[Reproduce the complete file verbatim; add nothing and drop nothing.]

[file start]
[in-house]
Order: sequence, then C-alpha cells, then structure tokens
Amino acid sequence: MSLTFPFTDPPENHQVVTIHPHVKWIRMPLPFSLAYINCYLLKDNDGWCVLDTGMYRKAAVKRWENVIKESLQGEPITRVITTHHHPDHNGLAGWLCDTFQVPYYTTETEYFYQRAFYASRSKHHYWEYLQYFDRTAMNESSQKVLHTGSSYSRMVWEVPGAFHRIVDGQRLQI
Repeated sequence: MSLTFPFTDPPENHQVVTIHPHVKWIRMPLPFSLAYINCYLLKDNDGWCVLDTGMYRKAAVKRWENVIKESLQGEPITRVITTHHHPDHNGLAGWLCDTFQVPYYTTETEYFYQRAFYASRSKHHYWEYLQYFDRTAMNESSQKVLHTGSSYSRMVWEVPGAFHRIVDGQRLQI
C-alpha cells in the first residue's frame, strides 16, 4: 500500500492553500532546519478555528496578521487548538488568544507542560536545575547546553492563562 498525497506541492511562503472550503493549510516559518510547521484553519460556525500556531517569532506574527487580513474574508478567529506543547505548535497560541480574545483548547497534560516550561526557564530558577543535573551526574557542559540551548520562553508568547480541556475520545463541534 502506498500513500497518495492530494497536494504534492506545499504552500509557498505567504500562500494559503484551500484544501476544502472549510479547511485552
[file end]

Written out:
[in-house]
Order: sequence, then C-alpha cells, then structure tokens
Amino acid sequence: MSLTFPFTDPPENHQVVTIHPHVKWIRMPLPFSLAYINCYLLKDNDGWCVLDTGMYRKAAVKRWENVIKESLQGEPITRVITTHHHPDHNGLAGWLCDTFQVPYYTTETEYFYQRAFYASRSKHHYWEYLQYFDRTAMNESSQKVLHTGSSYSRMVWEVPGAFHRIVDGQRLQI
Repeated sequence: MSLTFPFTDPPENHQVVTIHPHVKWIRMPLPFSLAYINCYLLKDNDGWCVLDTGMYRKAAVKRWENVIKESLQGEPITRVITTHHHPDHNGLAGWLCDTFQVPYYTTETEYFYQRAFYASRSKHHYWEYLQYFDRTAMNESSQKVLHTGSSYSRMVWEVPGAFHRIVDGQRLQI
C-alpha cells in the first residue's frame, strides 16, 4: 500500500492553500532546519478555528496578521487548538488568544507542560536545575547546553492563562 498525497506541492511562503472550503493549510516559518510547521484553519460556525500556531517569532506574527487580513474574508478567529506543547505548535497560541480574545483548547497534560516550561526557564530558577543535573551526574557542559540551548520562553508568547480541556475520545463541534 502506498500513500497518495492530494497536494504534492506545499504552500509557498505567504500562500494559503484551500484544501476544502472549510479547511485552